The link is also helpful. Thank you.

    Quote Originally Posted by pnodrog View Post
    Christina, Nikon full frame Digital SLRs are compatible with just about any Nikon lens made since 1959. Some of the earlier lenses need to be modified but as far as I know all Nikon auto focus lenses are fully compatible. BUT a DX lens will not cover the full frame area and will be soft and suffer vignetting in the area of the sensor that is larger than the DX format. With the current FF models you can chose whether to shoot full frame with a DX lens and crop as you like or have the camera automatically drop down to its DX mode and get the 1.5X effective focal length. One of Nikons objectives over the years has been to maintain the highest possible lens compatibility with its premium range cameras and they have managed to do this better than any other SLR manufacturer.

    Note: When I say fully compatible you are still restricted to the functions that were built into the lens. See link below if you want to check functions available for a specific lens.

    http://www.kenrockwell.com/nikon/compatibility-lens.htm



  11. #11
    rpcrowe's Avatar
    Join Date
    Jul 2008
    Location
    Southern California, USA
    Posts
    13,165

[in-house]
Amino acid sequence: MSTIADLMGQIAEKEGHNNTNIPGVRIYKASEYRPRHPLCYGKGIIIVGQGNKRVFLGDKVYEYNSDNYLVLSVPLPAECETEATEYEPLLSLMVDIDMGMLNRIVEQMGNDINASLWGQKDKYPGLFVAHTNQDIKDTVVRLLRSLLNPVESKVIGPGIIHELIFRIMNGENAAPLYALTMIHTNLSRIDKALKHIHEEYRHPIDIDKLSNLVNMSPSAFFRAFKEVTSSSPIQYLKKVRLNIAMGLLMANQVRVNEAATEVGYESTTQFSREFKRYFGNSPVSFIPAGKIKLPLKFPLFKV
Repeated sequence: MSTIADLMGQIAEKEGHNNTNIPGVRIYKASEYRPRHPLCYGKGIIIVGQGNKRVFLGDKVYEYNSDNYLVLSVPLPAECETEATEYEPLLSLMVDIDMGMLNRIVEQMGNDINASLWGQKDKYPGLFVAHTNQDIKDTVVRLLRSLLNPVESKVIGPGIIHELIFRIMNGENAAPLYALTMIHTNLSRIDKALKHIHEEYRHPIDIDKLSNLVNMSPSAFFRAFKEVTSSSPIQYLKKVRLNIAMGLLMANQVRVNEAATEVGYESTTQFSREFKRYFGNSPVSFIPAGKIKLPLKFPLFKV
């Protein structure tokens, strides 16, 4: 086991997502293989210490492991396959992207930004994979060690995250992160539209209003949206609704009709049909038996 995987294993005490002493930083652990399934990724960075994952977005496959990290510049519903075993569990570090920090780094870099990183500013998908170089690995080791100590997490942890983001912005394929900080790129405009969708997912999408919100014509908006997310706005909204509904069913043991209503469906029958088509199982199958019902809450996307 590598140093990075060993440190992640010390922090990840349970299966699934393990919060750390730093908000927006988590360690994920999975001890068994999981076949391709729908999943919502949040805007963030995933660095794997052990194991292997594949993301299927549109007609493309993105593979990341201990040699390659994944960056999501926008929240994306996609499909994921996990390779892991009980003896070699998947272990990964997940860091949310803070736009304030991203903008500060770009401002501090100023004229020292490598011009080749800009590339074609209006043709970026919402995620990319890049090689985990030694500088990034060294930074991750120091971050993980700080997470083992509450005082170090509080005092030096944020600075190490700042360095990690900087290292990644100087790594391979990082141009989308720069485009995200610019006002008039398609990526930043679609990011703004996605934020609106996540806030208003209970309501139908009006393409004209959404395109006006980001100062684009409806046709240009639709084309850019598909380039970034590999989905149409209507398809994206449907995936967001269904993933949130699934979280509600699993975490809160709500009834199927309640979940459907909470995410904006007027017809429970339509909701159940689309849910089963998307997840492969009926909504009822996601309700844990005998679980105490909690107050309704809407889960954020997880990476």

Real Name
    Richard

    Re: Nikon D7000 vs Canon 7D for action shots

    Quote Originally Posted by Christina S View Post
    Dear MKnittle,

    I'm just learning the difference between cropped lens and full frame lens and I am not sure I quite understand what you are trying to tell me. Is it that if I upgrade to a D7000 and use a full frame lens on it, I will benefit from having a longer lens?

    Thank you.
    The crop factor does not change the focal length of a lens. Maybe this illustration can explain crop vs. full frame better than I can...

    Nikon D7000 vs Canon 7D for action shots

    You will notice that the image size of the mountain is the same whether you are shooting full frame or crop. The difference between the two is that you would cover more area with the full frame camera than you would with a crop camera.

    BTW: The Canon 1.6x crop is close enough to the Nikon 1.5x crop to consider the two formats just about equal. The 1.3x crop is a proprietary Canon crop for some of their 1D cameras...

    One of the best birds in flight (BIF) lenses is the Canon 400mm f/5.6L. Although it is not equipped with image stabilization, the lens is quite sharp even wide open and the auto focus is accurate and fast! IMO, the combination of 400mm f/5.6L lens and Canon 7D camera is one of the best BIF combos in digital land...